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Electron degeneracy pressure scales with density as:

eq.1.1: $p \approx \rho^{5/3}$

By dividing electron degeneracy pressures of 1 mole of electrons at two different densities we obtain:

eq.1.2 $p_1/p_2 = (\rho_1/\rho_2)^{5/3}$

Pressure for adiabatic process with ideal gas scales as:

eq.2.1: $p V^\gamma = const.$

respectively:

eq.2.2: $p_1 / p_2 = (V_2/V_1)^\gamma $

for fixed number of particles $\rho \approx 1/V$ and we can see that

Ratio of electron degeneracy pressures (eq.1.2) formally resembles ratio of pressures in adiabatic process (eq.2.2) with heat capacity ratio $\gamma = 5/3 = 1.666$ which correspond to monoatomic gas (point particles).

=> It seems like a hint that microscopic origin of electron degeneracy pressure can be seen as a result of some internal thermal motion, which cannot be ever cooled (that is $\delta Q=0$, which means it is always adiabatic)

Question

  • Does it make some sense?
  • Is this just a coincidence?
  • Did somebody examined this line of thinking?
  • Is this something obvious?
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  • $\begingroup$ Are there same no. of deg. of freedom in both cases?? $\endgroup$ – aditya_stack Dec 31 '19 at 19:05
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Does it make some sense?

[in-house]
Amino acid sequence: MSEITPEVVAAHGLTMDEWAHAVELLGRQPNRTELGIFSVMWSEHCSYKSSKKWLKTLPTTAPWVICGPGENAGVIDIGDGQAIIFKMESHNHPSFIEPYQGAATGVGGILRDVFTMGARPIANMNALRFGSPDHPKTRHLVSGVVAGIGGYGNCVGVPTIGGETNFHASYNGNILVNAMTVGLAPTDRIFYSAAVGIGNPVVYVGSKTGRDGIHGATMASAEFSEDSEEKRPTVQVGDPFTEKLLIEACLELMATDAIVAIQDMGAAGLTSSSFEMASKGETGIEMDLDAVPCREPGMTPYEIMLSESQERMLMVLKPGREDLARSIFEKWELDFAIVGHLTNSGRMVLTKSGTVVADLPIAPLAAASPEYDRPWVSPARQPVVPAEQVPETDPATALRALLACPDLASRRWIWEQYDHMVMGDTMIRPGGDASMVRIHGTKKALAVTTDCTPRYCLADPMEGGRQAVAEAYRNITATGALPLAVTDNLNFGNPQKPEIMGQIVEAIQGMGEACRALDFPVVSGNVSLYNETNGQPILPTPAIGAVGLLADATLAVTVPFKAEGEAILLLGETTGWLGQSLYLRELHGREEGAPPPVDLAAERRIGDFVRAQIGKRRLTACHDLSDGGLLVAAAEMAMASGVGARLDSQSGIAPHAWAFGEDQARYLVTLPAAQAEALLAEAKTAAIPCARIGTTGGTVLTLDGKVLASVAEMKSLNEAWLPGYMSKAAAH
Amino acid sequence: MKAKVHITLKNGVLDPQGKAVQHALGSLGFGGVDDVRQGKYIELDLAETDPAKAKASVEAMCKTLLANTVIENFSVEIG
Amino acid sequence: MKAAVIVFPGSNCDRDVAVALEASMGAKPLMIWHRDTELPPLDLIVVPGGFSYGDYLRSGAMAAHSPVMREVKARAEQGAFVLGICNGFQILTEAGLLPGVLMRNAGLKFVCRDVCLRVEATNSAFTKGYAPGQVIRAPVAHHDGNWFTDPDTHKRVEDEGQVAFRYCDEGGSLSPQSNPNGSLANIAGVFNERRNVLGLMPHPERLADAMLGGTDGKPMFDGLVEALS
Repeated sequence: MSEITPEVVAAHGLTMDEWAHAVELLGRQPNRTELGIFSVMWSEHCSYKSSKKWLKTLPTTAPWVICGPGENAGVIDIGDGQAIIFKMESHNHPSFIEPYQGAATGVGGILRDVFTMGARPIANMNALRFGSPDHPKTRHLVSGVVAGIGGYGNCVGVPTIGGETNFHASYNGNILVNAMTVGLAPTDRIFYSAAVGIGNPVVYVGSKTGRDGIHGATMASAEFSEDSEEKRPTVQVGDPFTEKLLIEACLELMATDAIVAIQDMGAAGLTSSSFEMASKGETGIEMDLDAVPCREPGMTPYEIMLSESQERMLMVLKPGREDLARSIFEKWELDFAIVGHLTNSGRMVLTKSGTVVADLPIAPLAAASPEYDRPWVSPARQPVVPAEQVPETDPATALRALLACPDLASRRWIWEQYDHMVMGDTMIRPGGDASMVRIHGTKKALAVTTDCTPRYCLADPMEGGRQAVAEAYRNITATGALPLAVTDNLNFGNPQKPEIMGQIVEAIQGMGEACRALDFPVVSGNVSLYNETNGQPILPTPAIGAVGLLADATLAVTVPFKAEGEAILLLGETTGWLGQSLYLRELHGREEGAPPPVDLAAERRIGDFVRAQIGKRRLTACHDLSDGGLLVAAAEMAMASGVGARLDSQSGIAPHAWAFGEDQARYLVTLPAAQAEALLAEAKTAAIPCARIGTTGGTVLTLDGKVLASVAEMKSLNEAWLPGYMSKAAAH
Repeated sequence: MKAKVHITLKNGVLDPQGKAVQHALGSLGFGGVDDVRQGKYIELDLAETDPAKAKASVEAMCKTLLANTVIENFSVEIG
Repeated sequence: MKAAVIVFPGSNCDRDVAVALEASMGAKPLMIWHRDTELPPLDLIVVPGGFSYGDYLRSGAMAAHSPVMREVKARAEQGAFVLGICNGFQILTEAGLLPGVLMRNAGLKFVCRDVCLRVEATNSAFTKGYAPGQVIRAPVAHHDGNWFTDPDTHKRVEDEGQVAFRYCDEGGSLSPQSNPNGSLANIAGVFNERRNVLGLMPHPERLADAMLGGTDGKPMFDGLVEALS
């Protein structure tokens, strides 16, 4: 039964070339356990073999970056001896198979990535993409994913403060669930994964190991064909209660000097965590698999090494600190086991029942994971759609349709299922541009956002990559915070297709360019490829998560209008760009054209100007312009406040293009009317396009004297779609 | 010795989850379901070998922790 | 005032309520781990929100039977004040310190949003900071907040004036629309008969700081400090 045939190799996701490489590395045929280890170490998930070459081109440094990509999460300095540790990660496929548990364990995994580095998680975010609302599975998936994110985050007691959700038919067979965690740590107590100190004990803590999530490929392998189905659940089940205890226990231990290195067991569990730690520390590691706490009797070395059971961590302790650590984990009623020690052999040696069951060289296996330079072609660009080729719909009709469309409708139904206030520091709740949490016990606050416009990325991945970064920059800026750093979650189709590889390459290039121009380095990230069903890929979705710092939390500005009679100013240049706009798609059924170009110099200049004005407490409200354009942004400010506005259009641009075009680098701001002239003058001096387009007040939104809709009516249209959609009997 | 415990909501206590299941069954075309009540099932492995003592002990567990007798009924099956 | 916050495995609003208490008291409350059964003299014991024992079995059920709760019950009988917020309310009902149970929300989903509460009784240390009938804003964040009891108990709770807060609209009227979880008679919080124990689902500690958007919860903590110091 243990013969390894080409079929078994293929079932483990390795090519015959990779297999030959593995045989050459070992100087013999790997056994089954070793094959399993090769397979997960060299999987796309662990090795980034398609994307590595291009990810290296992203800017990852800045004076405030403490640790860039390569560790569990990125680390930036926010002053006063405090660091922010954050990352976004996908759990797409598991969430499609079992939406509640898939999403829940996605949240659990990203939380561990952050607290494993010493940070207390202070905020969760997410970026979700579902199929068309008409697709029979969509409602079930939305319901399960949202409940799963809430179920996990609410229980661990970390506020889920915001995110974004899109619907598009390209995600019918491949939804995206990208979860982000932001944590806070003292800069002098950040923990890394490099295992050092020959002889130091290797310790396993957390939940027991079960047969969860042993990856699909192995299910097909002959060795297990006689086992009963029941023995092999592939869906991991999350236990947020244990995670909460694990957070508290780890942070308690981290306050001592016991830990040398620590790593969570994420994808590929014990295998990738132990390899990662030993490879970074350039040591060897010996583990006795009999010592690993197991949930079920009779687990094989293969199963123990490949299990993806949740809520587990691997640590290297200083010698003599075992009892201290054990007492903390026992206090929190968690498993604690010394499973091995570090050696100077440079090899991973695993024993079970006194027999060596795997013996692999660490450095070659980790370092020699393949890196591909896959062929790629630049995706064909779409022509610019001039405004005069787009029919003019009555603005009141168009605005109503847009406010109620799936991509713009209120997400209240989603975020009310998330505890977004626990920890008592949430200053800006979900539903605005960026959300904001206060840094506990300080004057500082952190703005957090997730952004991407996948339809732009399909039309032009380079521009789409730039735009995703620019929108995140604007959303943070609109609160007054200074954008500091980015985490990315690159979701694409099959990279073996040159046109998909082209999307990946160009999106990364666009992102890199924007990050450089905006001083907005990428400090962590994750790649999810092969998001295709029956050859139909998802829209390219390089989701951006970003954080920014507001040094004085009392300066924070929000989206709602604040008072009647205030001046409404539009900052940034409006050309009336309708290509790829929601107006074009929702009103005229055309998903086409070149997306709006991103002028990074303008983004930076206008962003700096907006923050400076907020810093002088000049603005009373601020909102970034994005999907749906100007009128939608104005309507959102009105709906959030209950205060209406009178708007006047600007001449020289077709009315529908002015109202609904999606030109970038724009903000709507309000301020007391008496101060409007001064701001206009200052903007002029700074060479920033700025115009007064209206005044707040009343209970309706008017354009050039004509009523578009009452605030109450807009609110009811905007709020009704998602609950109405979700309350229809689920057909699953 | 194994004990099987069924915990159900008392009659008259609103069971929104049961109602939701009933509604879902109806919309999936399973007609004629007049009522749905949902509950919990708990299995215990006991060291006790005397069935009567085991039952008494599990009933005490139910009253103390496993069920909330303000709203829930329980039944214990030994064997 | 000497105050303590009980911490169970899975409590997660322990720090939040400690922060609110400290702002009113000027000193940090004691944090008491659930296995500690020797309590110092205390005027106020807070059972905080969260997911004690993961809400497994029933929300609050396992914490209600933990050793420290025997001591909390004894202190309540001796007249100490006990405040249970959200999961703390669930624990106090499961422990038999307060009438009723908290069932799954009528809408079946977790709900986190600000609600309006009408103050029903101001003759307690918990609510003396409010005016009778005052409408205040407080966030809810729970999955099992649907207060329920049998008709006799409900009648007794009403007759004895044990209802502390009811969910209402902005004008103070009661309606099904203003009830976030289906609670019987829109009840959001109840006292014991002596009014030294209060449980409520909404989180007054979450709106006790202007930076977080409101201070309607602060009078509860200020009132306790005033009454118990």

There is a simple relationship. The point is that under an adiabatic compression, the volume occupied in phase space by the particles is conserved, by the adiabatic theorem. If you reduce the volume by a factor of $8$, the typical momenta must thus increase by a factor of $2$. (This assumes you're working with monatomic gases, as more complicated moleclues have other dimensions of phase space they can expand into, which corresponds to a different value of $\gamma$.)

Now consider the forces exerted on the walls by a typical particle. Since the length is reduced by a factor of $2$, and the momenta are doubled, the frequency of collisions is increased by a factor of $4$. The area is a factor of $4$ smaller, so since pressure is force per area, it increases by another factor of $4$. And finally, each collision now transfers twice the momentum, doubling the pressure again. So the pressure increases by a factor of $32 = 8^{5/3}$.

This logic works identically for both an ordinary monatomic gas, and a degenerate Fermi gas at $T = 0$. The difference between the two is just that the degenerate Fermi gas actually occupies all of its phase space, but the basic logic of counting phase space and collisions is the same.

Did somebody examined this line of thinking?

I've never seen it in a university-level statistical mechanics book, but it's actually one of the simplest ways of introducing degeneracy pressure. I have students do practice physics Olympiad questions that use precisely this logic.

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